Through a partnership with TOMS Shoes, thousands of new shoes distributed to children in poor communities.

 

By Robbie Flick, Health Programs Coordinator, Malawi

Hundreds of jubilant voices in unison merged into an excited cacophony as our truck pulled up at the Malimba Primary School in southern Malawi. Children danced around the truck until the head teacher, a sharply dressed older man with an air of authority, began organizing the students. A quick order and the first graders were in line, laughing, pushing, and singing. Older students began offloading dozens of brown cardboard boxes, each filled with new TOMS black canvas slip-on shoes.

It was the first day of a 10-day TOMS Shoe distribution coordinated by Partners In Health’s Malawian sister organization, APZU. In the impoverished rural Neno District of Malawi, most children have never owned a new pair of shoes, and many have never owned any shoes.

“[The shoes] make me feel happy and that everything will be OK,” beamed Alfred Benson, a student whose parents are both subsistence farmers. He told us that his new black shoes were the first pair of shoes he’s ever owned. 

Bare feet carry a number of ramifications in these communities. For example, children without shoes are at a greater risk of becoming infected with soil-transmitted parasites, such as hookworm. These common infections can have debilitating effects on a child’s health and long-term development, including cognitive development. In addition, bare feet are at a higher risk of injury and resulting infections. Many students walk several kilometers each way to school, a journey that often takes them across huge stretches of scorching sands and rocky river beds, sometimes even discouraging students from attending school.

 

With smooth efficiency, the members of APZU’s Department of Community Programs (DCP) began the arduous process of sizing and putting shoes on the feet of every child enrolled at the school, along with hundreds of students in the community who are either too young for school or have dropped out. Using a laminated sizing chart stapled to a plank of cardboard, our team quickly measured each child’s feet. The children then walked over to the distribution area to receive their properly-sized shoes. As the hot dry season’s sun traced a lazy arc across the cloudless sky, the pace continued unbroken, child by child, grade by grade. As the sun set behind the rounded western mountaintops; the APZU team brandished headlamps and lanterns — we had promised the children of Neno that we would give a new pair of shoes to every child who needed them.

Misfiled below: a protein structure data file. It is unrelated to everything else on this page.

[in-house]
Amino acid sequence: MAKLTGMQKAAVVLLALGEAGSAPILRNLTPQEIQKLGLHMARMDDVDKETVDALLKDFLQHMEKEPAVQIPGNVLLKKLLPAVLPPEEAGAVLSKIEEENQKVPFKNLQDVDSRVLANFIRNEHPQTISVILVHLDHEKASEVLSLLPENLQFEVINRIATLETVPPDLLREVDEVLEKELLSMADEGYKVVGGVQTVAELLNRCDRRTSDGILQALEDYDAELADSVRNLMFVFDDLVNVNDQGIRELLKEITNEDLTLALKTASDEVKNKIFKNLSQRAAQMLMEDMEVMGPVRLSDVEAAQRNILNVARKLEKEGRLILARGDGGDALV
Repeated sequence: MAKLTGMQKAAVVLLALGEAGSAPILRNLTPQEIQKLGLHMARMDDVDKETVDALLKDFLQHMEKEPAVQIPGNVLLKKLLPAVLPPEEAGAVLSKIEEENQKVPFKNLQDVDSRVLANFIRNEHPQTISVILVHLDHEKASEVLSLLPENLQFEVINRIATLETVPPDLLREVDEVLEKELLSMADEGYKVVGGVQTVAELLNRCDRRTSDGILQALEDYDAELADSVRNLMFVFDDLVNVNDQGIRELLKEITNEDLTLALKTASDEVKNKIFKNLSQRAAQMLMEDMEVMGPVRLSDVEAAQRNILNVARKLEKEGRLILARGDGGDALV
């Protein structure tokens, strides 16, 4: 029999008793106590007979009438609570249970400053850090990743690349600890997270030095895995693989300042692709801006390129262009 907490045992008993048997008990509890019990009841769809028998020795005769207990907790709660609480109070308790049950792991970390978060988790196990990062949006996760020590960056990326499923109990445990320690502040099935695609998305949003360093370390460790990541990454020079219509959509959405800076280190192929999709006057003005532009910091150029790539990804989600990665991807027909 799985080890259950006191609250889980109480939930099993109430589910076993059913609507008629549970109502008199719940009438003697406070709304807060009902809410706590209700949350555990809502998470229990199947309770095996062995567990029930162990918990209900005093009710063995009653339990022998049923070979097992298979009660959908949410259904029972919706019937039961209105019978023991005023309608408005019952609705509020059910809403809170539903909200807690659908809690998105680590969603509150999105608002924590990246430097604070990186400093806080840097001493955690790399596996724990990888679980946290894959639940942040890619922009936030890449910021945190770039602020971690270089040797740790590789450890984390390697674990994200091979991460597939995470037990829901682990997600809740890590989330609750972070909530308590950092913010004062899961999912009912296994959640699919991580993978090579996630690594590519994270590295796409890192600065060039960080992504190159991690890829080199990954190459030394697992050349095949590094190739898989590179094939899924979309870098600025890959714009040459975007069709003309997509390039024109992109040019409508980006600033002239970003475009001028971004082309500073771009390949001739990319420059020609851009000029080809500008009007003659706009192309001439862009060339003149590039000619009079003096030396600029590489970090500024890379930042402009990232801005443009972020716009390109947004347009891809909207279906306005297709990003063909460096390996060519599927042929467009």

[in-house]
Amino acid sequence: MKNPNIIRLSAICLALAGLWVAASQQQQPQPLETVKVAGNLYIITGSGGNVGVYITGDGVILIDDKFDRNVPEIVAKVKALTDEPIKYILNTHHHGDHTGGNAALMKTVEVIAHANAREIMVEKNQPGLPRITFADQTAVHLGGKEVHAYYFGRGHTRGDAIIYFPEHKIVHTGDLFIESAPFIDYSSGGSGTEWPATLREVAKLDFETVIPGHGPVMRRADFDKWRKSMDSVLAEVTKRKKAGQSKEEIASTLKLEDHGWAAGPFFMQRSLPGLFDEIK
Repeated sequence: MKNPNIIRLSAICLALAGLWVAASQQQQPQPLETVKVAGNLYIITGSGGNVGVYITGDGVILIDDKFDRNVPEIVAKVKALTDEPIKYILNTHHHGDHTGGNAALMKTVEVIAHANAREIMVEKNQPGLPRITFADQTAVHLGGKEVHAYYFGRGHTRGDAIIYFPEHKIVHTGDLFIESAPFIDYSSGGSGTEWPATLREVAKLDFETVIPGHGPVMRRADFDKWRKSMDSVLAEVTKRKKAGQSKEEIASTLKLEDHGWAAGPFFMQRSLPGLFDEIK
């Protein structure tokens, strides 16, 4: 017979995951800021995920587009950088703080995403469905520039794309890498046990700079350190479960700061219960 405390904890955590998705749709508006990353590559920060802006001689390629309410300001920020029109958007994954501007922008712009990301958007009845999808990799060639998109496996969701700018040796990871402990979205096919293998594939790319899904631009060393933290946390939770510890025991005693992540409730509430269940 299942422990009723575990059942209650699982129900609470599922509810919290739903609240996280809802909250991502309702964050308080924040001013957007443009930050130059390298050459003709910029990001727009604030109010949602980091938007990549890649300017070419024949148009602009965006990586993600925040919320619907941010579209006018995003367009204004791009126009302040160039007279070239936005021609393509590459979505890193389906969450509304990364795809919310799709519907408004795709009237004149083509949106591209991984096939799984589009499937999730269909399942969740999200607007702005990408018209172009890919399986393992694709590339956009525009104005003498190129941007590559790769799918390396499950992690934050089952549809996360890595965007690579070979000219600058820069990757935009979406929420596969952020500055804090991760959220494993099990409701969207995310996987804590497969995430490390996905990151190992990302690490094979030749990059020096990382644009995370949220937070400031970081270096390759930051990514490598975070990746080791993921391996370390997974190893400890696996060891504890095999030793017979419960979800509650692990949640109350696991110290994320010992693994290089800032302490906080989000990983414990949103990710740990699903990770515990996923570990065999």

Over the 10 long days of the shoe distribution in late September and early October, we witnessed an overwhelming demand for a resource that I had taken for granted for much of my life. We held distributions at the Lisungwi Primary School, with their concrete school buildings surrounding a soccer field, right off the main road; and at the Mphitsa Primary School, whose region is effectively cut off from the outside world during the rainy season. We distributed thousands of pairs at Community Based Organizations — M’sambe and Chiyembekezo — to ensure the region’s most vulnerable children were impacted by the program. The team also distributed hundreds of shoes right at APZU’s pediatric clinic.

At the end of those ten days, thousands of children in Neno had received a pair of new shoes. The APZU team immediately began discussing how to address the ongoing need for shoes going forward. Victor Kanyema, APZU’s Director of the Program for Social and Economic Rights, expressed a simple goal: to put shoes on the feet of every child in Neno District. With the help of TOMS Shoes, we are getting closer to making that vision a reality.

PIH also recently distributed news TOMS Shoes to children in Rwanda. Learn more

Children pose, showing off their new TOMS shoes.

 

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